From The New Yorker:
Of the many ways that things can go wrong in bed, sleep troubles are probably the most prevalent. According to a 2011 poll, more than half of Americans between the ages of thirteen and sixty-four experience a sleep problem almost every night, and nearly two-thirds complain that they are not getting enough rest during the week. The National Academy of Sciences estimates that fifty to seventy million Americans suffer from a “chronic disorder of sleep and wakefulness.” The results are dangerous as well as annoying. A recent study by the Centers for Disease Control and Prevention revealed that almost five per cent of adults acknowledge nodding off at the wheel at least once during the previous month. The U.S. Department of Transportation has determined that what might be called D.W.D.—driving while drowsy—causes forty thousand injuries a year in the United States and more than fifteen hundred deaths.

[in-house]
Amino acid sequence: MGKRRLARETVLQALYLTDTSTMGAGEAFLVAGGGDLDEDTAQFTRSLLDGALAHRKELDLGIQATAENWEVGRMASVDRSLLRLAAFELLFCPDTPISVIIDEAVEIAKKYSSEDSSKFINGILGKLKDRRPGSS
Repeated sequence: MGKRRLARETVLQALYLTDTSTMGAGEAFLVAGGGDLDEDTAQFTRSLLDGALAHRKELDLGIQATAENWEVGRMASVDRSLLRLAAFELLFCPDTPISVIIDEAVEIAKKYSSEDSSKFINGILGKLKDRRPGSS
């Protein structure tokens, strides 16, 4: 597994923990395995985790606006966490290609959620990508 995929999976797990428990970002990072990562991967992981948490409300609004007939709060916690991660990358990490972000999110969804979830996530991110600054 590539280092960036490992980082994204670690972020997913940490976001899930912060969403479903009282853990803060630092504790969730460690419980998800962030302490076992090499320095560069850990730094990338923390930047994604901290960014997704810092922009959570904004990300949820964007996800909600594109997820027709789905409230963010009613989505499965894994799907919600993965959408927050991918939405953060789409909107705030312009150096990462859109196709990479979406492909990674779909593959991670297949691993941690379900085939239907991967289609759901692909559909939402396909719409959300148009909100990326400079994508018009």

Our collective weariness is the subject of several new books, some by professionals who study sleep, others by amateurs who are short of it. David K. Randall’s “Dreamland: Adventures in the Strange Science of Sleep” belongs to the latter category. It’s a good book to pick up during a bout of insomnia. Randall begins with an account of his own sleep problems, which include laughing, humming, grunting, bouncing, kicking, and, on at least one occasion, sleep-walking into a wall. He considers a range of possible explanations for the national exhaustion—too much light, too much warmth, too much avoirdupois—and finds them all compelling. The electric light bulb has made darkness optional, eliminating the enforced idleness that used to begin at sunset. Modern mattresses and bedclothes trap the heat that the body gives off as its core temperature drops each night. Obesity increases the chances of developing sleep apnea, a condition that combines choking and waking in an exhausting, sometimes life-threatening cycle. For all these reasons and more, Randall anticipates a bright future for the emerging field of “fatigue management.” One sleep expert he interviews predicts that “fatigue management officers” will soon be as common at major corporations as accountants. Like time, sleep, it turns out, is money.